Shall we replicate their hatred in our opposition?  Shall we declare that the racist violence of its leaders will henceforth rob all Israelis of their civilian status?  Or, if that’s too overt, shall we quietly issue Hamas an uncritical pass to resist as it sees fit?

Other arguments may allow that, but the language of rights does not.  We can only protect the rights of the powerless with reference to the rights of all. Human rights are universal or they are nothing.  That’s the basis of protest against Israel’s nation-state law, isn’t it?  If people are not equal, then what’s wrong with apartheid?

In Israel, people are denied their rights.  In Gaza, they are denied their humanity.  Human rights require equality in each of the places where the occupation is being enacted.

Therefore, I demand an end to the illegal blockade of Gaza because Palestinian lives are as valuable as my Jewish life.  In so formulating my demand, I run smack into Hamas. If the value of life is indivisible, what about the rights that are violated in resistance?


The options, responsibilities and harms of Hamas are in no sense equivalent to those of Israel.  Israel wields violence to defend an expansive, illegal regime of occupation and apartheid.  Hamas is the de facto, diplomatic phantom authority of a white-sand beach behind a blockade.  There are more and less legitimate governments than Hamas in the world, but none is as systematically denied the tools to govern, including sovereignty, access, recognition or inclusion in the inter-state agreements that underpin much of modern life.

Hamas and the people of Gaza share an indomitable unity of purpose.  They have forced themselves into the world’s conscience, and kept themselves there.  Beyond that rather astonishing achievement, though, tiny Gaza is socially and politically complex.

As an army, I thought that Hamas was most appreciated while under fire and fighting back.  It was also feared and loathed as a government.  People invoked it like the bogeyman – Someone will tell Hamas. Arriving in 2011, I asked about Gaza’s abortive Arab Spring.  Colleagues shrugged and told me a joke that was making the rounds.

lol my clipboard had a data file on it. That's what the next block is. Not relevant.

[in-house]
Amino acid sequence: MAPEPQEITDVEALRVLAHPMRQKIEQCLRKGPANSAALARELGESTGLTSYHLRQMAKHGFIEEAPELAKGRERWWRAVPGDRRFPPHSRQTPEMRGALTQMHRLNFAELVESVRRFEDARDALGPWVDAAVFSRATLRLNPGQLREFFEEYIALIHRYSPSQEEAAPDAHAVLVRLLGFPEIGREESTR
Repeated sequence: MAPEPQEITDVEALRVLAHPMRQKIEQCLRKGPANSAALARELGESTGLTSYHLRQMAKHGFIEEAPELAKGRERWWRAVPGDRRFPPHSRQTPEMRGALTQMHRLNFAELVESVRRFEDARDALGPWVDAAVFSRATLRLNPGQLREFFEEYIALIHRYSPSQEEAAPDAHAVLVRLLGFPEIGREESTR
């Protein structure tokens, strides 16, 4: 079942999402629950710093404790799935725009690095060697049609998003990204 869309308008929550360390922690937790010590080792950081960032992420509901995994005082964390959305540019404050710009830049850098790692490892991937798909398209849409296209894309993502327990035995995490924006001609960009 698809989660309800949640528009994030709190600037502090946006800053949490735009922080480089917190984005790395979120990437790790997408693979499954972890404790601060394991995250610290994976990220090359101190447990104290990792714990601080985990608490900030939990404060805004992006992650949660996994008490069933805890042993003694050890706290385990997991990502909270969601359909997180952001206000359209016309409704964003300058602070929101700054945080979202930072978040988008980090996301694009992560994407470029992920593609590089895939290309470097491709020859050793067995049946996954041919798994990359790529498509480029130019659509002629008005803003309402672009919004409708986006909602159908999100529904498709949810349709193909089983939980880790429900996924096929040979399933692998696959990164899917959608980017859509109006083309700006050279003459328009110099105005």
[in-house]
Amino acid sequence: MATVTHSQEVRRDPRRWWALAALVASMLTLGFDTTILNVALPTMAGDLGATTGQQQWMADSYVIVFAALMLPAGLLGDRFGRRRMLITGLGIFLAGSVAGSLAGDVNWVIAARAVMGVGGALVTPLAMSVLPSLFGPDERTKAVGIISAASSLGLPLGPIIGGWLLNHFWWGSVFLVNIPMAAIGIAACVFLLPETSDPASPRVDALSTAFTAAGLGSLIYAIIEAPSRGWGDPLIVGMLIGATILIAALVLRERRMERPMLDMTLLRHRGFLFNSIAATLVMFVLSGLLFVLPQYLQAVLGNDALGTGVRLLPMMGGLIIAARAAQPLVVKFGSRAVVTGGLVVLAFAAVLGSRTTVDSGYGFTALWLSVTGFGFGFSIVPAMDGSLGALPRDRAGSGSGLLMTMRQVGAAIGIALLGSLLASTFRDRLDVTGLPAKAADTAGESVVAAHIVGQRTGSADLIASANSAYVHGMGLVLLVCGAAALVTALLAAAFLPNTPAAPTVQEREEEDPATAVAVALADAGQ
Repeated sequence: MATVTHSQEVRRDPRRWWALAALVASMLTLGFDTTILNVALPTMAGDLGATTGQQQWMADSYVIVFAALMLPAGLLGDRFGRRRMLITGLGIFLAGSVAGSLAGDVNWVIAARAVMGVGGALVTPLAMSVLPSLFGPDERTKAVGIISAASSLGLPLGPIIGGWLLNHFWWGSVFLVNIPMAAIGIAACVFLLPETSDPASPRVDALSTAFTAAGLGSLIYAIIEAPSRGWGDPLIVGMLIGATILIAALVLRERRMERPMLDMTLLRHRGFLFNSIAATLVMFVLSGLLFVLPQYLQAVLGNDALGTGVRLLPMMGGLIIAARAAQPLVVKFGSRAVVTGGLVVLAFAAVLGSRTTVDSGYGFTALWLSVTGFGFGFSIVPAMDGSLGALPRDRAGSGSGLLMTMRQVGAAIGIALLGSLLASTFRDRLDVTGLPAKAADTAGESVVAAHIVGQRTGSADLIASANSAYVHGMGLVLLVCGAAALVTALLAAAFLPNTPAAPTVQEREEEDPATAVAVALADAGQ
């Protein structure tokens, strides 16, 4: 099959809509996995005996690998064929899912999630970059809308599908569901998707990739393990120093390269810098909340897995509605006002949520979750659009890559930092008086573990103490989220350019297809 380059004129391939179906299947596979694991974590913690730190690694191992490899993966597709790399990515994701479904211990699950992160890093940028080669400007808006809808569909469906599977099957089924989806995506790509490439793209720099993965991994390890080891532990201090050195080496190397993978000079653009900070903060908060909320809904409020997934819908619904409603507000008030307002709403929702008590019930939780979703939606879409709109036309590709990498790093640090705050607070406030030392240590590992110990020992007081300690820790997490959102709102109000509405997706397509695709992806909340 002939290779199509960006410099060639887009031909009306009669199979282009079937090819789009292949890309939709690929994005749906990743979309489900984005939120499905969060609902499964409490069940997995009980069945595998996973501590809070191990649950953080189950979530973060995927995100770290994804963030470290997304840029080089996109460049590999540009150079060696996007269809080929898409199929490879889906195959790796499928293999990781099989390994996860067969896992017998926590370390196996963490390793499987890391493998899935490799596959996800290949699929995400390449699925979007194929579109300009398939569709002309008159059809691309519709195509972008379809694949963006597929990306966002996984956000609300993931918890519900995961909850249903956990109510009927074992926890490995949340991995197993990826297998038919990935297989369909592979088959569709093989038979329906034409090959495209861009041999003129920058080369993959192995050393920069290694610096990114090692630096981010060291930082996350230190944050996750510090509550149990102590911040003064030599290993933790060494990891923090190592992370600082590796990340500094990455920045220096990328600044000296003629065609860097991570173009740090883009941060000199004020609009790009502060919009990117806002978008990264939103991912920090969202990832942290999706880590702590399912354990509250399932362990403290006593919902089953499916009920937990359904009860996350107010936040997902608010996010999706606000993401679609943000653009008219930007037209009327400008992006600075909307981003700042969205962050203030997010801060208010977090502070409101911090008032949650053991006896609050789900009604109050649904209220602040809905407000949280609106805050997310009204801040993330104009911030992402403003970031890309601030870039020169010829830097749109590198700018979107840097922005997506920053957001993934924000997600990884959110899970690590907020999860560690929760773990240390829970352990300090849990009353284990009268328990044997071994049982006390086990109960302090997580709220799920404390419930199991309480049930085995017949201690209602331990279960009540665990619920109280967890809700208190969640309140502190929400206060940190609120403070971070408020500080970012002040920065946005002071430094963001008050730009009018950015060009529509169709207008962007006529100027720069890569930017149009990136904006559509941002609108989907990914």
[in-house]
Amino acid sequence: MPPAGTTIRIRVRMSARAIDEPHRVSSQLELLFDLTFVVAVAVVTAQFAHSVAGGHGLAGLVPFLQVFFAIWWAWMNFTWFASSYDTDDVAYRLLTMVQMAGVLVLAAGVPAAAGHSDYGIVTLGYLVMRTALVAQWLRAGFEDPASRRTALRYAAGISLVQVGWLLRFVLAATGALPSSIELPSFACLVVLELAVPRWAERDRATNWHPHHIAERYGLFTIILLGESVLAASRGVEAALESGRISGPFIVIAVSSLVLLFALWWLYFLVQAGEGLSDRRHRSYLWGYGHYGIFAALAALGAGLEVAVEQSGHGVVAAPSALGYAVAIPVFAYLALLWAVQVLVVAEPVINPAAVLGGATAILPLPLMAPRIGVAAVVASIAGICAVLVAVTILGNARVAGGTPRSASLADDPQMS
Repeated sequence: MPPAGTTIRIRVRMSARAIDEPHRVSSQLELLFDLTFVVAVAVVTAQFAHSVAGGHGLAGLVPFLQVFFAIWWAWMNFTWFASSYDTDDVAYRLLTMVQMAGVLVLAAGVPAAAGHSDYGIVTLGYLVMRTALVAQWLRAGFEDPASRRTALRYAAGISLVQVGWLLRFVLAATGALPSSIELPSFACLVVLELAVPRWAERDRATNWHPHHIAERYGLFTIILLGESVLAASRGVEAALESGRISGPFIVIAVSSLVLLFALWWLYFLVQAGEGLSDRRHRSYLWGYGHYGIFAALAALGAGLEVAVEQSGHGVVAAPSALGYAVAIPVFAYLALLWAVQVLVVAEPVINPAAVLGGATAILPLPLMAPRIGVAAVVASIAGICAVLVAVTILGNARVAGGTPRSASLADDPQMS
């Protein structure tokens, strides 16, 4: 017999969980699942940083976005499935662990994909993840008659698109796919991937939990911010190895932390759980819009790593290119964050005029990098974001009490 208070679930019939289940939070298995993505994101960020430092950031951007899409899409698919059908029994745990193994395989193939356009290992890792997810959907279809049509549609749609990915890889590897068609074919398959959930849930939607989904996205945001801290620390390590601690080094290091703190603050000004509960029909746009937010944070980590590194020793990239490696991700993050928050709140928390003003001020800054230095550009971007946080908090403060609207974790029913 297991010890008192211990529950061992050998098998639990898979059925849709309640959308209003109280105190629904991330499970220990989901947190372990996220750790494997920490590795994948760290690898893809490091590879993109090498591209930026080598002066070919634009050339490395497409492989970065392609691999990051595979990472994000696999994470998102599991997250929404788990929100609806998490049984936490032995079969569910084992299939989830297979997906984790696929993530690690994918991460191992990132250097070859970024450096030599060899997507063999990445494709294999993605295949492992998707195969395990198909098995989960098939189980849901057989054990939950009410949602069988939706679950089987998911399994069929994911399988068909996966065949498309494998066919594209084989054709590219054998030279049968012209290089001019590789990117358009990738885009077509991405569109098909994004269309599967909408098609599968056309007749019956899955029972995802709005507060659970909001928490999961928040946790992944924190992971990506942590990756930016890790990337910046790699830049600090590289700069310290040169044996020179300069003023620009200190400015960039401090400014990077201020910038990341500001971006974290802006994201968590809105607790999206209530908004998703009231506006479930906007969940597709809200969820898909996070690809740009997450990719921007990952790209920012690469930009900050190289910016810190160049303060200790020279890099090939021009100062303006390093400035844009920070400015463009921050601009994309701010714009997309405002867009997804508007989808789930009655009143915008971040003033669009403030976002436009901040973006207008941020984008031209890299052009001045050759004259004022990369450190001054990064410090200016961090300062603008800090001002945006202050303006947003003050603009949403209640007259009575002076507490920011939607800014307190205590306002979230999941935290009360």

“How do you spot a democracy activist in Gaza?  They limp,” and they pointed imaginary pistols at their own knees.

The blockade wall gives Hamas a very free hand.  Who protects vulnerable Gazans from avoidable abuses of power?

Militarily, I weigh the tonnage and casualties of rockets against the rain of IDF bombs.  I differentiate between the maintenance of an illegal blockade and the right to armed resistance.  However, Hamas sent suicide bombers among civilians during the Second Intefadeh. That is surely the essence of crime.

In Cambodia (1998 – 2001) I worked with former child combatants, including child participants in the Khmer Rouge genocide.  How shall we unpack their crimes?  Does it make any difference to the families of those killed, to know that the killers had first been victims?

I wondered the same things in Gazan neighbourhoods, wallpapered with unemployed youth.  Militants filed past them, armed and purposeful; walking advertisements for paid work in the fraternity of violent resistance.   You cannot walk a block in Gaza without understanding the blockade as a seedbed of despair, a future-eater.  When their own lives have been so devalued, can anyone expect young men to value the lives of others – and what will happen if they do not?

S. Michael Lynk is the UN Special Rapporteuron the situation of human rights in the Palestinian Territory, and an Associate Professor of Law at Western University in Ontario, Canada. He investigates and reports on violations of law and the deprivation of rights, although Israel does not let him enter the Palestinian territories. I asked him how he balances responsibility and victimhood.  He replied:

Martin Luther King Jr said, ‘It is incontestable and deplorable that Negroes have committed crimes, but they are derivative crimes.  They are born of the greater crimes of the white society.’ I take King to be saying that these crimes should not be excused or justified, but they should be understood in the context of institutionalized subordination.    The rule of law and the universal standards of human rights apply to everyone and to all situations. But saying this also means that in cases of structured subordination – where a people or a minority are kept by law and/or force in a vulnerable and oppressed situation – we must understand the context in which the violence and the counter-violence take place. Yeats once wrote: ‘I and the public know /What all schoolchildren learn, /Those to whom evil is done /Do evil in return.’ Derivative crimes within the structure of oppression:  we must account for the crime, because we value the lives that have been affected.  We acknowledge the structure, to place these crimes in a distinct evaluative category.  To such battered places, human rights bring “an anchor and a vision” of an accountable, compassionate future co-existence.

Speaking about Gaza sometimes feels like wading into a sea of hatred.  Rather than drowning in it, or adding to it, I want a language of something better.  Gazan Palestinians have placed their bodies in front of snipers, week after week.  If today is Friday, Gazan protestors will be doing it again.  The IDF have killed more than 150 protestors in the act of making themselves visible, and making themselves heard demanding their rights.

I support them in the same terms.

Marilyn Garson writes from New Zealand.  Her blog is Transforming Gaza. Follow her on Twitter @skinonbothsides

More articles by:

Marilyn Garson worked with communities affected by war from 1998 – 2015.  She now writes from New Zealand.  Her blog is Transforming Gaza, and you can follow her on Twitter @skinonbothsides